Free/$8
Apps
Peripherals

Mac Gaming: Use a PlayStation 3 or Xbox 360 Controller

If you’ve been playing computer games for a long time, you’re probably used to keyboards and mice as substitutes for joysticks. But console gamers may prefer standard gamepads for Mac gaming, particularly given how widely available and popular they are. Luckily, it’s pretty easy to play Mac games with Sony’s PlayStation 3 and Microsoft’s Xbox 360 controllers. Start with the PS3’s DualShock 3, which uses the same Bluetooth standards embraced by every recent Mac. You’ll need a controller as well as the USB cable—any Mini-USB to standard USB cable should do the trick. Connect the cable and controller to your computer and then open System Preferences to ensure that Bluetooth is on and discoverable. Then, hold down the PS button for three seconds and unplug the cable from the Mac. That’s it: the Sony controller will have connected with Bluetooth and be ready to go, driver-free. Feral Interactive has a video that walks you through the process.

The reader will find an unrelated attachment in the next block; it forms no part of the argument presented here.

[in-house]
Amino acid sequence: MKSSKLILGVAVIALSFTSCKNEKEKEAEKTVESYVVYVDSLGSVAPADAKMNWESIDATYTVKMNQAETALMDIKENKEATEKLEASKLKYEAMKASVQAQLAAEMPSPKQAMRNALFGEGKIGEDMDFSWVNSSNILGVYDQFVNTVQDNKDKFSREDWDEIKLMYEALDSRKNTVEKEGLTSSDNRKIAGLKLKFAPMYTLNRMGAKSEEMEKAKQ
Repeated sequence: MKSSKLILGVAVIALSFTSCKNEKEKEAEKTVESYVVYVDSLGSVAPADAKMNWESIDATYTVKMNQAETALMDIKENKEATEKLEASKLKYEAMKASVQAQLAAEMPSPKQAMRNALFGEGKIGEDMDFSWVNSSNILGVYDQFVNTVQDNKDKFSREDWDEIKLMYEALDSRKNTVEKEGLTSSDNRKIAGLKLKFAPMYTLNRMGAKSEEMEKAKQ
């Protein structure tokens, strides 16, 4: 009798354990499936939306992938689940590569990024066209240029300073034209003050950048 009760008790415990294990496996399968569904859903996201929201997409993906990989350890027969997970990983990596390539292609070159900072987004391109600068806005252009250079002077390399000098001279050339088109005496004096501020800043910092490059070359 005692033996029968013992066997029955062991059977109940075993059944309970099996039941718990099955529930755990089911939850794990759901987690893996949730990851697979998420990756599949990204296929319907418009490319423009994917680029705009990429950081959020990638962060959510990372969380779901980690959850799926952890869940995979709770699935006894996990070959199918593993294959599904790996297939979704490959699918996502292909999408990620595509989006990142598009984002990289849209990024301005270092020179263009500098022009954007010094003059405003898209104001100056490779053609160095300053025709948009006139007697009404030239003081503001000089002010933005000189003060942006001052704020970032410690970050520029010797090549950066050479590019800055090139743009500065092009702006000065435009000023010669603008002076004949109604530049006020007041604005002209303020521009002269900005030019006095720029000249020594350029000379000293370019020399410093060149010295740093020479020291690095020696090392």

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Free
Apps

Google Chrome 14

While Apple’s Safari 5 is still our default Mac browser of choice, Google’s Chrome (Free) browser has found a permanent place in our editors’ docks for a whole slew of reasons. The main one? Chrome runs a “sandboxed” version of Adobe’s notoriously screwy Flash Player, which lets us play Flash-based videos when necessary, without exposing the rest of our Mac to the instabilities of the power-hungry and buggy plug-in. Just updated to version 14 with full Lion compatibility, Chrome also integrates really well with all of the company’s services, runs apps, and has a neat combination search/address bar.

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$7
Apps

Gameloft Gangstar: Miami Vindication